Finally, beloved, whatever is true, whatever is honorable, whatever is just, whatever is pure, whatever is pleasing, whatever is commendable, if there is any excellence and if there is anything worthy of praise, think about these things. Keep on doing the things that you have learned and received and heard and seen in me, and the God of peace will be with you. -Philippians 4:8-9
Ever since I bought my house four years ago, I have been fighting a losing battle against the weeds in the yard. Of course, it wasn’t all my fault. The yard was more weeds than grass when we moved in. Lucky for appearances, the front yard is mostly grass with some clover mixed in. I can live with that. It’s the back yard that’s a disaster.
It might clear up faster if I were willing to spray for weeds, but I don’t really like the idea, so I’m left with one option: back-aching labor, crawling around the yard yanking out dandelions, creeping charlie, and who knows what else. As hard as it is to get the weeds out, it is satisfying to pause, covered in dirt and sweat, and look back at a patch of open dirt that used to be weeds. Glorious. Weeds are gone, and surely the grass will thrive!
Last spring, I learned a hard lesson about weeding. The previous fall I had gotten large swaths of the yard cleared of all the undesirables. In the spring, I expected to see the grass growing lush and green. Instead, I saw a jumble of weeds. You see, I never planted any grass in the open dirt. Weeds, I saw, grew much faster than the grass. I realized that it wasn’t enough to get rid of what I didn’t want. I had to plant what I did want.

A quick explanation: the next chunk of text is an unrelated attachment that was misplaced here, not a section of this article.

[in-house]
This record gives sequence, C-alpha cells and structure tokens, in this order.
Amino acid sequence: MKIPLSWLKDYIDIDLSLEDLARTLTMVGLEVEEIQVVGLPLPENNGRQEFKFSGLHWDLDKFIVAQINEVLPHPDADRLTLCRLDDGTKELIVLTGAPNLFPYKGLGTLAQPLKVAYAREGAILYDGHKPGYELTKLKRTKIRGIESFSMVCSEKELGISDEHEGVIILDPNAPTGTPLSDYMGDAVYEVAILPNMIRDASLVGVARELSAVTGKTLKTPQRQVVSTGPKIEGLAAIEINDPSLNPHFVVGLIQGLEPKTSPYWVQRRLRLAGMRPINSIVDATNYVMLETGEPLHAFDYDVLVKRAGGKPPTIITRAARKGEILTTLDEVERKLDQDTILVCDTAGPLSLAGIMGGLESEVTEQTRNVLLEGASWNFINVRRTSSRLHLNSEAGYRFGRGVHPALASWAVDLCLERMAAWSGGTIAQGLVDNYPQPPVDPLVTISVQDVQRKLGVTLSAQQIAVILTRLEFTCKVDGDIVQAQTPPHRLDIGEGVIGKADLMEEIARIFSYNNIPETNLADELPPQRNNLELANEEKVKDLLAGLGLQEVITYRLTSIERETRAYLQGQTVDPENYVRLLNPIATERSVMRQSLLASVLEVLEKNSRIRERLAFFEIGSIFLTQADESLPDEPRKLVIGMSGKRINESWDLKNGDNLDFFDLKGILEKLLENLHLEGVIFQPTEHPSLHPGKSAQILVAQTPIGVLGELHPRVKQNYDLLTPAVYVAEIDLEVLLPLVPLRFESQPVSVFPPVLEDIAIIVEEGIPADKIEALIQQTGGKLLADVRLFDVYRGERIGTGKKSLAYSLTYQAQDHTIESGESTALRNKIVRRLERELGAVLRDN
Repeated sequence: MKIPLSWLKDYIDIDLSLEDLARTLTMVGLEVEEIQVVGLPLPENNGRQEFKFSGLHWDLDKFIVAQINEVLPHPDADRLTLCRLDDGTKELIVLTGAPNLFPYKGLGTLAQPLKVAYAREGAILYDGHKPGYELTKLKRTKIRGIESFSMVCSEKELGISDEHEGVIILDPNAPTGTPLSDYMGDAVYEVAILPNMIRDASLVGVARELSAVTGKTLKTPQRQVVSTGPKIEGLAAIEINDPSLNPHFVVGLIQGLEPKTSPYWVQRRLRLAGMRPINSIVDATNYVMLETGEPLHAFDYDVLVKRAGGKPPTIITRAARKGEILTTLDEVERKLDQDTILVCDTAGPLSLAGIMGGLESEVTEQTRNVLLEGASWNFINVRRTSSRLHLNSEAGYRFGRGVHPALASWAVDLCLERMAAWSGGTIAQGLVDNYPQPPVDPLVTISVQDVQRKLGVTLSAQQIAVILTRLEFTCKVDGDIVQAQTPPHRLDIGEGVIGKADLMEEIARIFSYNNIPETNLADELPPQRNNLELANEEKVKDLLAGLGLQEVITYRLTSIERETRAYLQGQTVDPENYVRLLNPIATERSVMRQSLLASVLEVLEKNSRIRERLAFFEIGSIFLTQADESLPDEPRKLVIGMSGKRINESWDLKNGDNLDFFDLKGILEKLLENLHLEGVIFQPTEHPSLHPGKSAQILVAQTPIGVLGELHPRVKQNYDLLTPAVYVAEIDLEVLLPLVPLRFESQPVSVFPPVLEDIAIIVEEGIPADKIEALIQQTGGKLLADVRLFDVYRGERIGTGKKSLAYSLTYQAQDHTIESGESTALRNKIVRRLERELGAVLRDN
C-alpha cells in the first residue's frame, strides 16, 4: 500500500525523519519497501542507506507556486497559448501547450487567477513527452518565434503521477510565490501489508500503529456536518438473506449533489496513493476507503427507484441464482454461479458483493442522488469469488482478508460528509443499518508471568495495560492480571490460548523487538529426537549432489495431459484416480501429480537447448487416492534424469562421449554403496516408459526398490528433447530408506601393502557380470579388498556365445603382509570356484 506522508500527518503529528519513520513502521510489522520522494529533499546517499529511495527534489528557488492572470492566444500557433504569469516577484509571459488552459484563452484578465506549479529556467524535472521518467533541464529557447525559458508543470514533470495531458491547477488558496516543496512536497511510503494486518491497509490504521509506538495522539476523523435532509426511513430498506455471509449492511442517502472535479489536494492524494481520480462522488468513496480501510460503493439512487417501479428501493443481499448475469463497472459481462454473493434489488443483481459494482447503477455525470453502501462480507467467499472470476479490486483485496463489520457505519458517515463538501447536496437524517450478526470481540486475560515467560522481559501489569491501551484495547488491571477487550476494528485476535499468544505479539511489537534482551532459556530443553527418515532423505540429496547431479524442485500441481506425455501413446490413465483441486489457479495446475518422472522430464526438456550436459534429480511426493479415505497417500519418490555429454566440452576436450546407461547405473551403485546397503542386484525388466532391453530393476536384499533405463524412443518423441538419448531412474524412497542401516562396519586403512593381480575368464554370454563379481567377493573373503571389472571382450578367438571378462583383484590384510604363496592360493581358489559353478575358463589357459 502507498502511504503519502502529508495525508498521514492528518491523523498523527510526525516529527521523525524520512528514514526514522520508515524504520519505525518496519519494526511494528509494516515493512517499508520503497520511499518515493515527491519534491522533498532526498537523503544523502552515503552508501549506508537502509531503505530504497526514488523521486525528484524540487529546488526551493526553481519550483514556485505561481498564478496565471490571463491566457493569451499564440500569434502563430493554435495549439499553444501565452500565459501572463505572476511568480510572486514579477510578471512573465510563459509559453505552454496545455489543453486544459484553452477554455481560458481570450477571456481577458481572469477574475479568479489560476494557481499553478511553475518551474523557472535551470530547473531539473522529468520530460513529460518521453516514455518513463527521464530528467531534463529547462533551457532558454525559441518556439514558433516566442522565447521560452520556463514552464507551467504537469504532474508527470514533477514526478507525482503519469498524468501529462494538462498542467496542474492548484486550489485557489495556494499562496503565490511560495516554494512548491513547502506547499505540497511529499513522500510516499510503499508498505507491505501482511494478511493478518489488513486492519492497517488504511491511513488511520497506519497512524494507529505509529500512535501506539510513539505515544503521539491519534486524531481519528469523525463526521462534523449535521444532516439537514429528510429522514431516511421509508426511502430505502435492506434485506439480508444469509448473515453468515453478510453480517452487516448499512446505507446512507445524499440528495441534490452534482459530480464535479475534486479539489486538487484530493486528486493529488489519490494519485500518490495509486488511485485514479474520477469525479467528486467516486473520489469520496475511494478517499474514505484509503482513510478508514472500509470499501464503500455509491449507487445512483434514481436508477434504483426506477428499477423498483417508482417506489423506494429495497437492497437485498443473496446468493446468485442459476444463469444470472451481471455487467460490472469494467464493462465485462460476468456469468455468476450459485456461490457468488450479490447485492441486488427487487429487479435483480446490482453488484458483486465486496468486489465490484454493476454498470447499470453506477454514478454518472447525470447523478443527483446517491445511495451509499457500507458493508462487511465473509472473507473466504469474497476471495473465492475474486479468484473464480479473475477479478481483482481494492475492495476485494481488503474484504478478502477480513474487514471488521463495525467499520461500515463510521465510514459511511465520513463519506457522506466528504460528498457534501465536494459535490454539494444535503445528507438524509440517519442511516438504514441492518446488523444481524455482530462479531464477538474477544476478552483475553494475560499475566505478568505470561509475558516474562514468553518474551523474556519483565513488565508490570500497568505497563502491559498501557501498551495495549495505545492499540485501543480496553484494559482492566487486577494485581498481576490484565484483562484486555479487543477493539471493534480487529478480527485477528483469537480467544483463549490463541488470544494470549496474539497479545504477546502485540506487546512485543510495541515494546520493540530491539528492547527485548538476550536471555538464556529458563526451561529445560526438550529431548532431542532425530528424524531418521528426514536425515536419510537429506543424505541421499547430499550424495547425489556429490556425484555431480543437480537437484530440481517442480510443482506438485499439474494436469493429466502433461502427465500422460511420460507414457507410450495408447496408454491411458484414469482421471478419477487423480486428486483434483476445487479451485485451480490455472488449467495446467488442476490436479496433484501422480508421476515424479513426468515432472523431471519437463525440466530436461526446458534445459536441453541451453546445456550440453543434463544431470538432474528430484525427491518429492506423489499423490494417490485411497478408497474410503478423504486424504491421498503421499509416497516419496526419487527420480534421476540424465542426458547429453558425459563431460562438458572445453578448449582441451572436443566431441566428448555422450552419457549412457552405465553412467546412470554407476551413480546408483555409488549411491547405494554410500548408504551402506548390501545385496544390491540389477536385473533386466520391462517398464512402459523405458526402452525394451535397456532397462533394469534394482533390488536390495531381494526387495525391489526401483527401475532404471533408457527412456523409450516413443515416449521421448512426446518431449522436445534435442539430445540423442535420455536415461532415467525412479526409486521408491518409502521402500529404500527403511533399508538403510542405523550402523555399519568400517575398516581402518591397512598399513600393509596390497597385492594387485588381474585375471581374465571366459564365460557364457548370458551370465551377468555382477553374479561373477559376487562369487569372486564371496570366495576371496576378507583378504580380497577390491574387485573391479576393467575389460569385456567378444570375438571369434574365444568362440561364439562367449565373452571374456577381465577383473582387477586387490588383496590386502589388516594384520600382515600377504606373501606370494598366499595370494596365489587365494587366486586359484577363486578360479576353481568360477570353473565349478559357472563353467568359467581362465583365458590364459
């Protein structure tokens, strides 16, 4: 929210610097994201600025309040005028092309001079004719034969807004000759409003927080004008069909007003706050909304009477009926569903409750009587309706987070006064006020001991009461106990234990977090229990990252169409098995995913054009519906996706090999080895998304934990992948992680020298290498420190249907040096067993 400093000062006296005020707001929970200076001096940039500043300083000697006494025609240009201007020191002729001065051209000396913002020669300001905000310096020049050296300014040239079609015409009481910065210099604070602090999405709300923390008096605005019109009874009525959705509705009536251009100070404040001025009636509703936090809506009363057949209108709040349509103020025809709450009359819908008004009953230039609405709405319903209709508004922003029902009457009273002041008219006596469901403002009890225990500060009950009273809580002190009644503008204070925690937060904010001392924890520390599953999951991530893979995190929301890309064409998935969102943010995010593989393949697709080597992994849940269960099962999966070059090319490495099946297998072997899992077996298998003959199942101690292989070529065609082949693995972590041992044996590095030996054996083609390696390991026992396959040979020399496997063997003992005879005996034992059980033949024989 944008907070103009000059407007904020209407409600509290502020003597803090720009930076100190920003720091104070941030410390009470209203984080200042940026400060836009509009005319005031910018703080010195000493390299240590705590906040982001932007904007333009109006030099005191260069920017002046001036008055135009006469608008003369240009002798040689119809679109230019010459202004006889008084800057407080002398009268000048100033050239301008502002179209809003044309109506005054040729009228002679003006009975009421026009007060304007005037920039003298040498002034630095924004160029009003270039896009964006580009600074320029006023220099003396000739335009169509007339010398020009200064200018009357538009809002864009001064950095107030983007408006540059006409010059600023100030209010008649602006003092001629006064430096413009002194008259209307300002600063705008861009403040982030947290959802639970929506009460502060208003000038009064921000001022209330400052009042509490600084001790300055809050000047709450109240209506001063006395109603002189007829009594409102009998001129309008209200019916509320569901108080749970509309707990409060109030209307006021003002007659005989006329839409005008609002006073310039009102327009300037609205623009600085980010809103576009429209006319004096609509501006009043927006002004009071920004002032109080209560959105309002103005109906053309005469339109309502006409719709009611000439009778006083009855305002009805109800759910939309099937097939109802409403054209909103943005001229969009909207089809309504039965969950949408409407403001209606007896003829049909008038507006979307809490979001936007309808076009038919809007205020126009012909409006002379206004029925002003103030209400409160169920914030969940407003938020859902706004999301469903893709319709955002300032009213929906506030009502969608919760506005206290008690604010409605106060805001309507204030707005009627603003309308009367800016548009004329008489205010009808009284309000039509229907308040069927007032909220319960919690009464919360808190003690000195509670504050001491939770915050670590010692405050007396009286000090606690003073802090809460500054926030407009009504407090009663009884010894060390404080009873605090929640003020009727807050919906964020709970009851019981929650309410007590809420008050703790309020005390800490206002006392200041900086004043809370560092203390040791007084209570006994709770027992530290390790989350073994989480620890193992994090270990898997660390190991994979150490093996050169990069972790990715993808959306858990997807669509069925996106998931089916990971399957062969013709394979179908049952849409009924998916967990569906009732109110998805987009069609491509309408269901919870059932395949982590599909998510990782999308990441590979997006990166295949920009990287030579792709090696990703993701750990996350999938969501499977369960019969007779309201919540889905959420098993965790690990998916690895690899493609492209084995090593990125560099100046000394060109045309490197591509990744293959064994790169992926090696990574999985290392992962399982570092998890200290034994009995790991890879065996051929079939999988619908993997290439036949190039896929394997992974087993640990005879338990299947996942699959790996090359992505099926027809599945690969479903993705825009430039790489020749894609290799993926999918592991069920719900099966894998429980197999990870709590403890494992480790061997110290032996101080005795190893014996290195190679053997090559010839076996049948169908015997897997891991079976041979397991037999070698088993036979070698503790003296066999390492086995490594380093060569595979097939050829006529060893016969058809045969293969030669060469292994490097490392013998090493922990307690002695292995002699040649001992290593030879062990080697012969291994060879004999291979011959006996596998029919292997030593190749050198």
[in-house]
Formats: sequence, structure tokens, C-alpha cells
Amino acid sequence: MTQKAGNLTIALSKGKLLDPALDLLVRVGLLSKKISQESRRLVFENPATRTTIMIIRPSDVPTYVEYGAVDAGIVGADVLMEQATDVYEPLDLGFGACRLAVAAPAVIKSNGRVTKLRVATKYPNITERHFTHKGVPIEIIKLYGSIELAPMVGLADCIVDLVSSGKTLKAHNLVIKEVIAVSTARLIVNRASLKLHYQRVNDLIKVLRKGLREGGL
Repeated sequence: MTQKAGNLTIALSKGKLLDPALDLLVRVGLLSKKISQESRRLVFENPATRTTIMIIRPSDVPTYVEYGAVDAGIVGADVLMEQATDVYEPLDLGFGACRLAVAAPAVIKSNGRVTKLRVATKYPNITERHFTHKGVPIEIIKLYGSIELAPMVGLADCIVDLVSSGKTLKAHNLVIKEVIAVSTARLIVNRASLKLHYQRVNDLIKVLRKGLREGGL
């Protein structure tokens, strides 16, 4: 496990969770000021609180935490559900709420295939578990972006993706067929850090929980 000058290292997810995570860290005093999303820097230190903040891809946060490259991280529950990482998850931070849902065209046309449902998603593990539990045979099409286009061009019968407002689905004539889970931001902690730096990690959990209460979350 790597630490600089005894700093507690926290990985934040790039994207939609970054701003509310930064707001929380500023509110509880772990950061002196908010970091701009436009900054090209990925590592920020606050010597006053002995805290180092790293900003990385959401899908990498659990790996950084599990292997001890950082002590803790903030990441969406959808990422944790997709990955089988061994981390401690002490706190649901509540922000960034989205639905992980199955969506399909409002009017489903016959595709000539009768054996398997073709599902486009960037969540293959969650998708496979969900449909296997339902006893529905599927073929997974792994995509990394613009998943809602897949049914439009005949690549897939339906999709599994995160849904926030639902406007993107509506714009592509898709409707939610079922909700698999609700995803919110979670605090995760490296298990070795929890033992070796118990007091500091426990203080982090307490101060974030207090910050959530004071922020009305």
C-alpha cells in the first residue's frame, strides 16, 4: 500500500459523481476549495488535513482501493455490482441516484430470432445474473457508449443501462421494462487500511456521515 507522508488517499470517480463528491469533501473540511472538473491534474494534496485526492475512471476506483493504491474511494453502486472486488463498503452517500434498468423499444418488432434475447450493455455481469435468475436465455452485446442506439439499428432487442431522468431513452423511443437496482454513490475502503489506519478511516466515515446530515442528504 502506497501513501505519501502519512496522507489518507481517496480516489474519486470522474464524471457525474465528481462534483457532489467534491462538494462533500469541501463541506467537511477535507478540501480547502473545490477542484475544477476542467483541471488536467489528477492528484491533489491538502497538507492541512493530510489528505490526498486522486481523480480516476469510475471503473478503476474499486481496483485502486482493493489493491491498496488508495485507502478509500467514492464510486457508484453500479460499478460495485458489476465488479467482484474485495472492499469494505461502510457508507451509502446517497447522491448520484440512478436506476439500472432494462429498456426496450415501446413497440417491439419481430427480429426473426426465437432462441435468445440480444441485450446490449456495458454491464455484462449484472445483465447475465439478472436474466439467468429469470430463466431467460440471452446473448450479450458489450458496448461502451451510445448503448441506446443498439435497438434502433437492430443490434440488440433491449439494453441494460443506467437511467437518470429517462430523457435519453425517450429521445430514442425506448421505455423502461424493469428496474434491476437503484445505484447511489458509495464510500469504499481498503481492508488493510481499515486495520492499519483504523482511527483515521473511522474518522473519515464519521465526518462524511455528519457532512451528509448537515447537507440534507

This is true for our lives, too. Whether you’re thinking of your habits, relationships, eating, time management: getting rid of what you don’t want is only the first step. Replacing it with what you want to have is critical.
As Christians, we have some great standards for what not to do, beginning with the Ten Commandments, for instance. Don’t steal or lie or harm or break promises. These rules give us boundaries to live within. And once we learn those boundaries, it’s pretty easy to recognize the weeds in our lives. You know them: gossiping, fibbing to make ourselves look good, getting jealous; the list goes on. These broken rules are as obtrusive as a yellow dandelion in a field of green grass. Even if we stay inside the boundaries perfectly, there’s a lot of choices left to make. We know what not to do, but what then should we do? Once we pull the weeds out of our lives, what will we plant?
Paul had some advice for the believers in Philippi. He wrote this letter while under house arrest for proclaiming the good news about Jesus, but even that couldn’t stop him from encouraging other followers of Jesus. He directed those believers to focus their minds on “whatever” is true, honorable, just, pure, pleasing, commendable, excellent, or praise-worthy.
Now, there are many things that fit that “whatever” category! Thinking about checking in with your friends or family is commendable. Thinking about asking for help when you’re overwhelmed is praise-worthy. Thinking about prayer for those who are sick and their caregivers is pure. Thinking about how to keep people healthy and meet their economic needs is just. Thinking about how you’re going to do your work well is true.
What weeds do you need to pull? What will you plant in their place? The Holy Spirit will help you grow.
Gardening God, help me pull my bad habits and sin out like weeds. Let me work alongside the Holy Spirit to plant what is good in its place. Amen.